Jolie's stunt double sues over hacking
A British stunt double for actor Angelina Jolie has sued News Corporation alleging the media company hired private investigators to access her mobile phone voicemail messages to seek information for news stories.
The lawsuit, filed in federal court in Los Angeles, is the first News Corporation has faced in the US by someone claiming to have been a target of phone hacking, according to a person familiar with the situation who asked not to be identified.
Eunice Huthart of Liverpool contends the intercepts occurred while she was working in California in 2004-05, and had affected her marriage and family life, according to the complaint.
News Corporation's Sun and News of the World engaged in phone hacking ''to publish and exploit news articles concerning the private and confidential affairs'' of individuals ''to boost circulation and thereby increase profits'', Huthart said in court papers.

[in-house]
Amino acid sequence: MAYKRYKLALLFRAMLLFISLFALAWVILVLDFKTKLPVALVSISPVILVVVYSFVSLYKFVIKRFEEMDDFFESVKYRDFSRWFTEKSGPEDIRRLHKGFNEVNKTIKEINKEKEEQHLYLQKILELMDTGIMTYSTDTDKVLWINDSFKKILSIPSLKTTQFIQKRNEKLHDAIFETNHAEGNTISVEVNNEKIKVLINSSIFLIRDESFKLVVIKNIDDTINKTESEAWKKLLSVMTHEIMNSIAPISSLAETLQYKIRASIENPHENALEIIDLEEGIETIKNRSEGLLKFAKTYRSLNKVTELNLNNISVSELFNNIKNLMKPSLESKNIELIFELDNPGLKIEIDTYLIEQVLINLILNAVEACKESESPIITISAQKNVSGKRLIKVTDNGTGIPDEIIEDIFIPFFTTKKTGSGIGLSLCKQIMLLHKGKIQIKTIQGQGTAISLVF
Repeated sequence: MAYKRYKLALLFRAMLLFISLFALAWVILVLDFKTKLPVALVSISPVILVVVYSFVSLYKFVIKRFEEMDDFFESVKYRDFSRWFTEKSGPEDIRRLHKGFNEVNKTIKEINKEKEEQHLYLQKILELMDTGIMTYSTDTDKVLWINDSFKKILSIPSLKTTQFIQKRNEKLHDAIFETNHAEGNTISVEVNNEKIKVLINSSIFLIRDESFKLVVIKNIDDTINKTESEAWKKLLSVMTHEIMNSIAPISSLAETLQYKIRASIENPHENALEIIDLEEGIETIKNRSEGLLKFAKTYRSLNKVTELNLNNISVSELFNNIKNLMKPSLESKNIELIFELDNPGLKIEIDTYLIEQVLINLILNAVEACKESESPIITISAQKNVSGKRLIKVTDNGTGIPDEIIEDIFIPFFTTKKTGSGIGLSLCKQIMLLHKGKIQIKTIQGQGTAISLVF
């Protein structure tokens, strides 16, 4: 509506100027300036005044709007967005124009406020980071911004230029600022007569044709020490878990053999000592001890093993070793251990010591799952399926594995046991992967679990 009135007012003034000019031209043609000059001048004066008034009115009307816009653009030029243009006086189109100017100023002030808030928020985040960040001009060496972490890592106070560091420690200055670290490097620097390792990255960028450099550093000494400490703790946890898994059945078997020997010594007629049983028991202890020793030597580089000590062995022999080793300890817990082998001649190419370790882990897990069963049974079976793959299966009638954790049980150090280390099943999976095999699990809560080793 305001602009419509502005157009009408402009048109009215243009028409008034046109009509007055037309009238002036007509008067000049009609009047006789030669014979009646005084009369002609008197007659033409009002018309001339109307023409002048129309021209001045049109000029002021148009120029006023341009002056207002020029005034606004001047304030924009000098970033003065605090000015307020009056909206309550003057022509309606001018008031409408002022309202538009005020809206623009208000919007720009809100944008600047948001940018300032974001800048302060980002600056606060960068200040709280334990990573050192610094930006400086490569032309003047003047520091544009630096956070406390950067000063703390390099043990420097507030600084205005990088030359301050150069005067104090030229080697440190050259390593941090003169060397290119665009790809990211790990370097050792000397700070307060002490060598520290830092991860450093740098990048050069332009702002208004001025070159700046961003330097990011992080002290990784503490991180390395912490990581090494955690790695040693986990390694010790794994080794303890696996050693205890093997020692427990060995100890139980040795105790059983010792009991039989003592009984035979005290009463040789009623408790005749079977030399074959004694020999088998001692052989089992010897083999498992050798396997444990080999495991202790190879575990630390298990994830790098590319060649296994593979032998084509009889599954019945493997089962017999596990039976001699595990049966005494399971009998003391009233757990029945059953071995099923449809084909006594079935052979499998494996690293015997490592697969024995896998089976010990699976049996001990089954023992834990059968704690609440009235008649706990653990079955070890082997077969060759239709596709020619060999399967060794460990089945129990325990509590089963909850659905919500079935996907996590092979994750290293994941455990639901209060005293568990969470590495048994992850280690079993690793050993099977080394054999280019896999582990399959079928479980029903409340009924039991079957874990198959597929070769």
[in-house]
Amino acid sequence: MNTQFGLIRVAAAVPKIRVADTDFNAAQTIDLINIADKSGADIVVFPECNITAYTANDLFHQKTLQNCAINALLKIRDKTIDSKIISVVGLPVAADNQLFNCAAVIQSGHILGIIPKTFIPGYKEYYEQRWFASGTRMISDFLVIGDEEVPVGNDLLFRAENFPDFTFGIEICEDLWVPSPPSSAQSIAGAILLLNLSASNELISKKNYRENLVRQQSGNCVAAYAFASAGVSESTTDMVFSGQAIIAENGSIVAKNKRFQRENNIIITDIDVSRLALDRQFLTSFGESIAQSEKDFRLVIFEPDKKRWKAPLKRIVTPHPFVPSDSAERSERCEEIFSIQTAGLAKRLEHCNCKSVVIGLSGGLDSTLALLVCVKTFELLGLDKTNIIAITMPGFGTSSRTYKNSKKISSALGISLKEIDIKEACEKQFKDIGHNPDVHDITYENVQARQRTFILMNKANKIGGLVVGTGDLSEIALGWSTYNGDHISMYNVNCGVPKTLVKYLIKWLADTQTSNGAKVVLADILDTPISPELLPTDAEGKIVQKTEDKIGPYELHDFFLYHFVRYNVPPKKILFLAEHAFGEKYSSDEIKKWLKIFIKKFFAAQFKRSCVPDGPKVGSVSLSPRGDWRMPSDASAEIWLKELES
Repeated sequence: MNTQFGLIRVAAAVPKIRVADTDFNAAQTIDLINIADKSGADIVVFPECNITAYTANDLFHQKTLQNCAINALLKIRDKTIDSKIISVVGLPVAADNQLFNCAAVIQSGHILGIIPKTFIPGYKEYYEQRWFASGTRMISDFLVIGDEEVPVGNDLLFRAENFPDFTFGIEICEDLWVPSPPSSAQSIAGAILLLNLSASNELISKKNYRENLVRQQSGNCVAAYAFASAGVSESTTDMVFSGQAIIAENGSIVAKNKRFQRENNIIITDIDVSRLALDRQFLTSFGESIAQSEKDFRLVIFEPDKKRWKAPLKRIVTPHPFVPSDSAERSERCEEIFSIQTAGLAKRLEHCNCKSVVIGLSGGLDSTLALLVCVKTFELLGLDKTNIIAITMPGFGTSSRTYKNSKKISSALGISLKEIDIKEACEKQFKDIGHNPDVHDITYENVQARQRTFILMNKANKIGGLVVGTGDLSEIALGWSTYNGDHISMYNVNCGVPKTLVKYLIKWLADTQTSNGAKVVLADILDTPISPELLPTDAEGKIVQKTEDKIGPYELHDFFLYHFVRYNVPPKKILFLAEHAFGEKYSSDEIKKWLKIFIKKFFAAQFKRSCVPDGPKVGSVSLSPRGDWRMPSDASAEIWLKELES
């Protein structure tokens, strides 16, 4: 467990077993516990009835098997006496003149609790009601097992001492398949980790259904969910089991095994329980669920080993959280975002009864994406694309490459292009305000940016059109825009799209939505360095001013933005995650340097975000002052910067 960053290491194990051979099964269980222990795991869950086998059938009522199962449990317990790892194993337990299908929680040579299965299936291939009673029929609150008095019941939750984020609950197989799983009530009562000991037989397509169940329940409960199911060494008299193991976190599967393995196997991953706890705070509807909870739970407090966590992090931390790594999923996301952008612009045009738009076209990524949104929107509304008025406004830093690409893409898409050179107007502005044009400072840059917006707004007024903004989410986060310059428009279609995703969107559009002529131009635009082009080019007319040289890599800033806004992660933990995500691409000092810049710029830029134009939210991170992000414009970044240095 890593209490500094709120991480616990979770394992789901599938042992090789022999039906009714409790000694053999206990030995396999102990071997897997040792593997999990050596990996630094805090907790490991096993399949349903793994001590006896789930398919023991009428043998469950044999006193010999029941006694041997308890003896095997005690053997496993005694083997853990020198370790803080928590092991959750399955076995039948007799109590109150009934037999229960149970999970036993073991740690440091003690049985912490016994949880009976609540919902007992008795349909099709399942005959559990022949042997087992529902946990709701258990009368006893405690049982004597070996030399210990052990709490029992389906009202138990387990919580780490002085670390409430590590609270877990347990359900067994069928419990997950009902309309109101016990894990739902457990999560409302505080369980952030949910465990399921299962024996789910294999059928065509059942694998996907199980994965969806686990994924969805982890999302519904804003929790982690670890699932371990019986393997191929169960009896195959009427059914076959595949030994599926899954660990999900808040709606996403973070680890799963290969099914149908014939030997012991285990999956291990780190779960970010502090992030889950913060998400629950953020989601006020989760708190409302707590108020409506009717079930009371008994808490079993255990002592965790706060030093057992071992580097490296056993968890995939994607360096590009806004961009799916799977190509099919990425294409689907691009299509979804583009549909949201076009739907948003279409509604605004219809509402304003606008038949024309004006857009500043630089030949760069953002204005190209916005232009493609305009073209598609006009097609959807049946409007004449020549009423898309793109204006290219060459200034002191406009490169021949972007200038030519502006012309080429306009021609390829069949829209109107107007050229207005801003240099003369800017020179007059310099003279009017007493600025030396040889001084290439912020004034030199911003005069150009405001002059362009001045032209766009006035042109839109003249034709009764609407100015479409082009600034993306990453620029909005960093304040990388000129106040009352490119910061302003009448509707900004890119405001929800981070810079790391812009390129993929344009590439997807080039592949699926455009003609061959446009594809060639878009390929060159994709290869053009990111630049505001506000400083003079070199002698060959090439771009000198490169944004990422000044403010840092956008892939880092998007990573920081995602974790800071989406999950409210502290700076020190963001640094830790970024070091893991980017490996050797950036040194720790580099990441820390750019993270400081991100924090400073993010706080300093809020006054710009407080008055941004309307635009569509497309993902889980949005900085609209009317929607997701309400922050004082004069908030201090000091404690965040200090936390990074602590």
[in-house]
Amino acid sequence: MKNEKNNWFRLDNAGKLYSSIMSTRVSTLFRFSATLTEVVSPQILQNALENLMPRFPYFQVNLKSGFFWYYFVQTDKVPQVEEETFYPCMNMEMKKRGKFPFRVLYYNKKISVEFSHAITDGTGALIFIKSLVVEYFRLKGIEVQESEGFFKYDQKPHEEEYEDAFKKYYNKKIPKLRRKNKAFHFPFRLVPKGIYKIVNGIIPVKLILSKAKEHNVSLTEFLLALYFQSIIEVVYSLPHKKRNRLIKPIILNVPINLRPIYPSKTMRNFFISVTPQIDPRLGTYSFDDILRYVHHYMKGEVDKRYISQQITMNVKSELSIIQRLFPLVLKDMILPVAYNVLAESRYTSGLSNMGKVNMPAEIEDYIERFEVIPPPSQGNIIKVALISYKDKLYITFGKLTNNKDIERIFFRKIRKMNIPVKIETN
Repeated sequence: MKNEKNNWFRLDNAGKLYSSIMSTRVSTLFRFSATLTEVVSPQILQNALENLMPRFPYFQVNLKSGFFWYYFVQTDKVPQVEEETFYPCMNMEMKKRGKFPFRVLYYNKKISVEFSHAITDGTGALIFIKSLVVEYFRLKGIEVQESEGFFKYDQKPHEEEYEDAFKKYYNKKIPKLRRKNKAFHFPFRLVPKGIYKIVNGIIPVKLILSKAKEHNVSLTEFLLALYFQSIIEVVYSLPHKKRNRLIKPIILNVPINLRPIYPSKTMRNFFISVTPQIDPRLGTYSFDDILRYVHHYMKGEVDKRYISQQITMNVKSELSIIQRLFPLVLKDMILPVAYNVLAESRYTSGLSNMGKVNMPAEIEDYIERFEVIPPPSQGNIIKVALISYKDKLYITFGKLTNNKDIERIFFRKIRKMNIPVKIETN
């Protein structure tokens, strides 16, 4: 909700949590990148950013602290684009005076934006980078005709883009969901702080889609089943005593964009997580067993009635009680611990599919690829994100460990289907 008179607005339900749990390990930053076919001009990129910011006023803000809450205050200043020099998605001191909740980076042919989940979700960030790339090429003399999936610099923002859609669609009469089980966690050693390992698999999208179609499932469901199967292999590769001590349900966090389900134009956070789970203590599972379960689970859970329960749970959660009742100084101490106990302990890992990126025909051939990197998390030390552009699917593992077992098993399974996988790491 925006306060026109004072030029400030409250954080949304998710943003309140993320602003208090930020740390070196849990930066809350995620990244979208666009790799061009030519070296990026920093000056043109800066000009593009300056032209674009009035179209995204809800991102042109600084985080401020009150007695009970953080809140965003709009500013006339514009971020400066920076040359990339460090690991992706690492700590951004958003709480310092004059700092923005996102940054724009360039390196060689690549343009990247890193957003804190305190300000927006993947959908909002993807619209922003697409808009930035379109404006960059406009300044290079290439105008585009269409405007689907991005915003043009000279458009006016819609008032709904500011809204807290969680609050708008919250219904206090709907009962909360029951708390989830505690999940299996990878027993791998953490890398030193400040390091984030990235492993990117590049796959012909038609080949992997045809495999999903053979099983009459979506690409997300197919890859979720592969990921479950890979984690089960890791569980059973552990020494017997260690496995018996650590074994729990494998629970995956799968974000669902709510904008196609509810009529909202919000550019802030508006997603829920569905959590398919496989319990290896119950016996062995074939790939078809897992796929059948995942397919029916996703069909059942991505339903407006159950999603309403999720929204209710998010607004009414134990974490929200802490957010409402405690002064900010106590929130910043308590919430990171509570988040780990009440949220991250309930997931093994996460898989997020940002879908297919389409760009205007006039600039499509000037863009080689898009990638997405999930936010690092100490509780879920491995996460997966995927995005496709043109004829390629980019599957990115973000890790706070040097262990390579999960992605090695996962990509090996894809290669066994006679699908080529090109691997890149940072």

She said in the complaint that she sometimes had not received messages left on her mobile phone, and at one point her husband had ''suspected she was having an affair because she did not return his voice messages''.
Huthart had been ''despondent'' because she had missed overseas calls from her daughter, and ''believed she had failed as a parent'', according the complaint. Huthart said she had worked with Jolie on films including Beyond Borders, Tomb Raider II and Mr & Mrs Smith.
The stuntwoman alleges she had missed messages because rogue journalists tapping into her voice mail would erase it to thwart competition; let it move into ''save'' mode, eliminating the phone alert; or reset her PIN, so she was unable to access her messages and they would eventually disappear.
In the complaint, she cites violation of US wiretap laws and a California statute against privacy intrusion.
The New York-based company has been the focus of investigations during the past three years that uncovered alleged phone hacking and bribery at the two tabloids. News Corporation chairman Rupert Murdoch closed News of the World after revelations that journalists had illegally accessed messages on the mobile phone of a murdered schoolgirl.
Huthart seeks a jury trial, compensatory and punitive damages and return of ill-gotten proceeds from the hacking. News Corporation spokesman Nathaniel Brown declined to comment.